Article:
(vi) Another area that has seen an enormous development over the last two decades is the access to information on the Internet. This can be illustrated well by the example of the circumstance that today, in Switzerland, the version of Swiss federal laws uploaded on the Internet is taking precedent over the physical edition of such laws. Not only is the online version of the federal laws free of charge, but it is also no longer necessary to constantly adapt the physical collection of laws to new developments and changes, a task with which one liked to employ assistants or trainee lawyers at the time. This change concerns not only Swiss federal laws, but also certain cantonal legislations as well as the case law of various Swiss courts. In order to give another example for illustration purposes, a physical edition of the collection of the Swiss Federal Supreme Court’s leading cases had to be part of the library of every Swiss law firm in the past. Those days are over. Not only are all such cases now available on the website of the Swiss Federal Supreme Court (in searchable form), but from 2000 onwards, the Federal Supreme Court publishes practically all the judgments on the Internet on a daily basis. Nowadays, it is no longer necessary to have an extensive physical library at your disposal as a Swiss lawyer in order to carry out legal research. Today, such searches can be done online, regardless of the geographical location of the lawyer.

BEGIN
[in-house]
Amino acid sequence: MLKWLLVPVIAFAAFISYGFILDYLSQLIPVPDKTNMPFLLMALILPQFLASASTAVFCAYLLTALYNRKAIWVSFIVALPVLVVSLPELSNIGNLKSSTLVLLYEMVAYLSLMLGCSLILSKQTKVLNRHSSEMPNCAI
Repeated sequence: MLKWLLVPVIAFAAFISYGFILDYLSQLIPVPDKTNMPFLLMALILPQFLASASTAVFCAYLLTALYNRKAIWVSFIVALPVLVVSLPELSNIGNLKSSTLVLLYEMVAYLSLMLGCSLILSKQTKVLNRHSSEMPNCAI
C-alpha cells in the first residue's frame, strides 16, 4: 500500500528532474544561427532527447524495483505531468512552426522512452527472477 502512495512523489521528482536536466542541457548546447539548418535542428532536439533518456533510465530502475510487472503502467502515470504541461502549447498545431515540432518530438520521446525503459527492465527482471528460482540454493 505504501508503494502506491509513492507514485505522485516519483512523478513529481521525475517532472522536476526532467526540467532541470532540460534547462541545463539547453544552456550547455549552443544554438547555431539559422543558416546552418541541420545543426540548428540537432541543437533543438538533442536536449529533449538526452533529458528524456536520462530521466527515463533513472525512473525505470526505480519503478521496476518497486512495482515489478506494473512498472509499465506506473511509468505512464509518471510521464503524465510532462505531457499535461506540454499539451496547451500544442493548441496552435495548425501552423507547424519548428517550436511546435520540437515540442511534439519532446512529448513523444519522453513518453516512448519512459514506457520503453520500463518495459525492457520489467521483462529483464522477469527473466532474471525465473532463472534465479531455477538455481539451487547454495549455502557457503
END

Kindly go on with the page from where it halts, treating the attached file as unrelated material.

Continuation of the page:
(vii) Thanks to the increasing division of labour and increasing competitive pressure, there is a wide range of efficient service providers in business centers such as Zurich to whom certain tasks can be outsourced on attractive terms. This applies, for example, to the printing and binding of legal submissions and their exhibits, which is important in commercial litigations. Thanks to appropriate providers, it is not necessary to finance a printing department as a law firm.
In the present context, I was asked whether it was not problematic to have legal documents printed and bound by an external company because of the attorney-client privilege. I have, of course, thought about this, and I do not think that the legal secrecy obligation under which Swiss lawyers are operating as well as the legitimate desire for confidentiality in general are a problem in the present context.